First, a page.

Quantum Criticality in Quasi-One Dimensional Li 0.9 Mo 6 O 17 J.W. Allen, University of Michigan, DMR 0302825 (SRC, DMR-0084402). 180K. Time sequence of spectra at various T shows repeat-ability. 250K. 150K. Before scaling. 50K. 150K.
Quantum Criticality in Quasi-One Dimensional Li0.9Mo6O17J.W. Allen, University of Michigan, DMR 0302825(SRC, DMR-0084402)
spectra at various T
QC spectra all have the same shape when plotted vs the ratio of energy to temperature.
43 meV @ 50K
215 meV @ 250K
For many — indeed most — physical systems there are characteristic energy scales set by the various forces that act. For example, the ferromagnetism of iron disappears if the temperature T is greater than 1043K (1418 °F) because thermal energy then exceeds the characteristic energy of the magnetic forces in iron.
Quantum critical systems are strikingly different in having no energy scale except temperature itself. Quantum criticality (QC) is predicted in theories of quasi-one dimensional systems. QC may be important in nano-technology. Studies of systems in nature are just beginning.
Here we use a technique called photoemission spectroscopy to observe QC in the spectra of the energy distribution of the electrons of a quasi-one dimensional chemical compound. The spectra have the QC scaling property, that their shape depends only the ratio of energy to temperature.
All data scaled
Quantum Criticality in Quasi-One Dimensional Li0.9Mo6O17J.W. Allen, University of Michigan, DMR Award # 0302825(SRC, DMR-0084402)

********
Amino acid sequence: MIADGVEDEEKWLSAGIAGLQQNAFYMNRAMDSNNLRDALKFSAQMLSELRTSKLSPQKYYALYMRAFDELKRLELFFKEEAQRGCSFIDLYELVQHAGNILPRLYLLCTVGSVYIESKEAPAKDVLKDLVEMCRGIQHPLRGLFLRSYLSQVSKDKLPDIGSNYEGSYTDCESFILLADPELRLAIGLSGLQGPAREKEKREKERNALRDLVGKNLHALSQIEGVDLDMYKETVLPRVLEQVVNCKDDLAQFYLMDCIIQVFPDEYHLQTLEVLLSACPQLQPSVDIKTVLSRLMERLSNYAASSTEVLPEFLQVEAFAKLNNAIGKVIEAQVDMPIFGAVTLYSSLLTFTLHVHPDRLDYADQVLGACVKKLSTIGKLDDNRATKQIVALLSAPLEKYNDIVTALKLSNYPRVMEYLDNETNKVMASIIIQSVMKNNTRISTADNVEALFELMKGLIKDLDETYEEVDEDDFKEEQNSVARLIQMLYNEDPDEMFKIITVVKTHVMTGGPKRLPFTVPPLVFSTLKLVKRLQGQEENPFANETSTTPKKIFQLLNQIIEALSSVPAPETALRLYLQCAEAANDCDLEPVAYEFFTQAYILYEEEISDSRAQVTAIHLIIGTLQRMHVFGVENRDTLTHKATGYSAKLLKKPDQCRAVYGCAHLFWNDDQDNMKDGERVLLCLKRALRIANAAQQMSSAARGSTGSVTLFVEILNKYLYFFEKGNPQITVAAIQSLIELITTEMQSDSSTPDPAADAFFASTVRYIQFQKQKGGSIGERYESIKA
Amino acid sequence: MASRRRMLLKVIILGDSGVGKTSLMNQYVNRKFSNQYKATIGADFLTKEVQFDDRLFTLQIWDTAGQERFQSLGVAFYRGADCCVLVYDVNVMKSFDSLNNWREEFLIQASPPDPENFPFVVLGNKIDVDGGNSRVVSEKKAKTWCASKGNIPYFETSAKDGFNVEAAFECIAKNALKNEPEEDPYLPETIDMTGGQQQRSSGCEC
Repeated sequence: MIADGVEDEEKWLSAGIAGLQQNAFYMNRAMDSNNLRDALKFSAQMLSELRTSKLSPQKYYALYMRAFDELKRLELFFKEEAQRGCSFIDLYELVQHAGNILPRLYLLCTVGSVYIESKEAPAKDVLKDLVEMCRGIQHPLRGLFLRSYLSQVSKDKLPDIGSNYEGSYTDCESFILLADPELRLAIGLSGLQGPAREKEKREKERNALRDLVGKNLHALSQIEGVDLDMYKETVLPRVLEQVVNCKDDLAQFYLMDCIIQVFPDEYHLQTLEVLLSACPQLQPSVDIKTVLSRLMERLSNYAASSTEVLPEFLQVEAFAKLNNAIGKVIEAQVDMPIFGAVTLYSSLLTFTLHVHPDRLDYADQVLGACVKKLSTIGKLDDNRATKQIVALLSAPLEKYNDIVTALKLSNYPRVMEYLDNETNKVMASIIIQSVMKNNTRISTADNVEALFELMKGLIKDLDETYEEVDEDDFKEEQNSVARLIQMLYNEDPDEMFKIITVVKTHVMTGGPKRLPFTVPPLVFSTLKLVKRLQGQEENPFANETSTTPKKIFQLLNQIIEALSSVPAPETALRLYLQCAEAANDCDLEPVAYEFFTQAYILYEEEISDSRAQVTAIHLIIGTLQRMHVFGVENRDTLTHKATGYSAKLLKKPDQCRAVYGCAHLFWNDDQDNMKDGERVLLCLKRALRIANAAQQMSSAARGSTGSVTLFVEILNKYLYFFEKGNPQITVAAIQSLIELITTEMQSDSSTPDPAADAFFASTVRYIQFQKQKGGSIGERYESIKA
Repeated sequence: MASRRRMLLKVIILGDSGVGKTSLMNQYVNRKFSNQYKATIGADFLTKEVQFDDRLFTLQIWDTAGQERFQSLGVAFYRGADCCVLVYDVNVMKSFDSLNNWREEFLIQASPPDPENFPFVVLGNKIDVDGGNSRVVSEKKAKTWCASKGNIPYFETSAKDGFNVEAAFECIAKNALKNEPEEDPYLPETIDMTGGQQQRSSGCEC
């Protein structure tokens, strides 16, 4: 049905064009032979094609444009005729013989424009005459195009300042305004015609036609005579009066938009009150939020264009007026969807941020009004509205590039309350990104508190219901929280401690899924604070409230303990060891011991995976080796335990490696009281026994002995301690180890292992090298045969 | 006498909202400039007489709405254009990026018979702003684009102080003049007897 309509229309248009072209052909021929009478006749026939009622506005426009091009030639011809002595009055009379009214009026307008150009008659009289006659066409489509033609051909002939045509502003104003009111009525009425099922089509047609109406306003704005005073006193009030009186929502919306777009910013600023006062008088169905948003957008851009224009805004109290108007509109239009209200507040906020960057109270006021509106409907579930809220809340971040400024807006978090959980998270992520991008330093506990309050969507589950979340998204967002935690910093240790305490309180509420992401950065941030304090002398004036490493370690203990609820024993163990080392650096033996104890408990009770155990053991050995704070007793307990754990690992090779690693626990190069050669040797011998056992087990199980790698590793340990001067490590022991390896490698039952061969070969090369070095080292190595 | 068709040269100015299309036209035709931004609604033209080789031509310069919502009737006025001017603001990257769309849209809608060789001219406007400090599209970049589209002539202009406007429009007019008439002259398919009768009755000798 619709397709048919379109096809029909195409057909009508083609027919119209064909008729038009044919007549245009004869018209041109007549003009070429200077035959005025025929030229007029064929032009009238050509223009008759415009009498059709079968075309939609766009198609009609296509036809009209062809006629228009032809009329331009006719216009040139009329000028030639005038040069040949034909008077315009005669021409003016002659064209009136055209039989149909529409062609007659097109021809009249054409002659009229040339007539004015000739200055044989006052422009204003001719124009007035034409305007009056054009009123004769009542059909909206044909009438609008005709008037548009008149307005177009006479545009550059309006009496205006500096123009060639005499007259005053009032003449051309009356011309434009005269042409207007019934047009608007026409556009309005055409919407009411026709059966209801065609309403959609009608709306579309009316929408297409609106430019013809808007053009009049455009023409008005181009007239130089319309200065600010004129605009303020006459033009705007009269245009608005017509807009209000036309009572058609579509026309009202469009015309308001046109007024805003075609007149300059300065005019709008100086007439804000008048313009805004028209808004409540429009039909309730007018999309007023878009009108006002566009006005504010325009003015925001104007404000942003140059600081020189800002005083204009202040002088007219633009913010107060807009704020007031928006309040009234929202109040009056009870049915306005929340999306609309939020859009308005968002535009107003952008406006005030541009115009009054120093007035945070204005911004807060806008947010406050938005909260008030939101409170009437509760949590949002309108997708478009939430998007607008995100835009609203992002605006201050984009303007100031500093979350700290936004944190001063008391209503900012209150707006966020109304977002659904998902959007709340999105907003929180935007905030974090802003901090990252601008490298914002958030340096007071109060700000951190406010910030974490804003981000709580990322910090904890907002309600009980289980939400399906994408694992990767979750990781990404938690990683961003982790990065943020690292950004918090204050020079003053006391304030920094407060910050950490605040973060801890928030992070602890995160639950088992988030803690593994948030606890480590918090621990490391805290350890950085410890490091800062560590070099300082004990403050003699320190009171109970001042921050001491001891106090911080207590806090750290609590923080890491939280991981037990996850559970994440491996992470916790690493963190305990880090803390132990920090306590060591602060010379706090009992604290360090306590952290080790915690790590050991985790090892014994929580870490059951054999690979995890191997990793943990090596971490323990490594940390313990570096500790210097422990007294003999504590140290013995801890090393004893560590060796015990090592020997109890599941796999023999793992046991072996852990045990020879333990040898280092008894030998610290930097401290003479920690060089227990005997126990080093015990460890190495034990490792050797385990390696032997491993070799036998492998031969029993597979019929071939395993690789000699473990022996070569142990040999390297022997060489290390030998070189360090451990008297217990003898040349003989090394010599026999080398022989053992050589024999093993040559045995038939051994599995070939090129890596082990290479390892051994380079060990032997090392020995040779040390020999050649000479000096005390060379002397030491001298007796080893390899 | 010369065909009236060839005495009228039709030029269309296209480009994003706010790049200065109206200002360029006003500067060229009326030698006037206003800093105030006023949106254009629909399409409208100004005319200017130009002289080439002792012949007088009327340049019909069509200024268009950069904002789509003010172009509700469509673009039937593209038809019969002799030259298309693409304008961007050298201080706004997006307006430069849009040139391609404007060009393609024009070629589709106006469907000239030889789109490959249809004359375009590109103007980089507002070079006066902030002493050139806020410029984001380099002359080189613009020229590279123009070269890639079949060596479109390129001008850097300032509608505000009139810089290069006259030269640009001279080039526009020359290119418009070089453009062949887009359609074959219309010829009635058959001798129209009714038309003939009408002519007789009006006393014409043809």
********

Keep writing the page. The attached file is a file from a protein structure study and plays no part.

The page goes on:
Training for Multi-Institutional Research This work is a good example of the multi-institutional and internationally collaborative style of research for which science students must now be trained.
The photoemission experiments are performed by UM researchers at the NSF-funded Wisconsin Synchrotron Radiation Laboratory using samples prepared at the Oak Ridge National Laboratory (David Mandrus group), and LEPES-CNRS, Grenoble, France (C. Schlenker,J. Dumas).
Theoretical guidance has been provided by S. Moukouri (UM) and José Alvarez, formerly a UM postdoc, now returned to his native Spain, at the University of Madrid.
This grant provides partial support for two graduate students,
Sung-Kwan Mo and Feng Wang. Both have passed their Ph.D. candidacy exams.
The grant also supports summer research opportunities for undergraduates like Spencer Dowdall, a UM double major in physics and math. Spencer has joined the experiments at the Wisconsin SRC.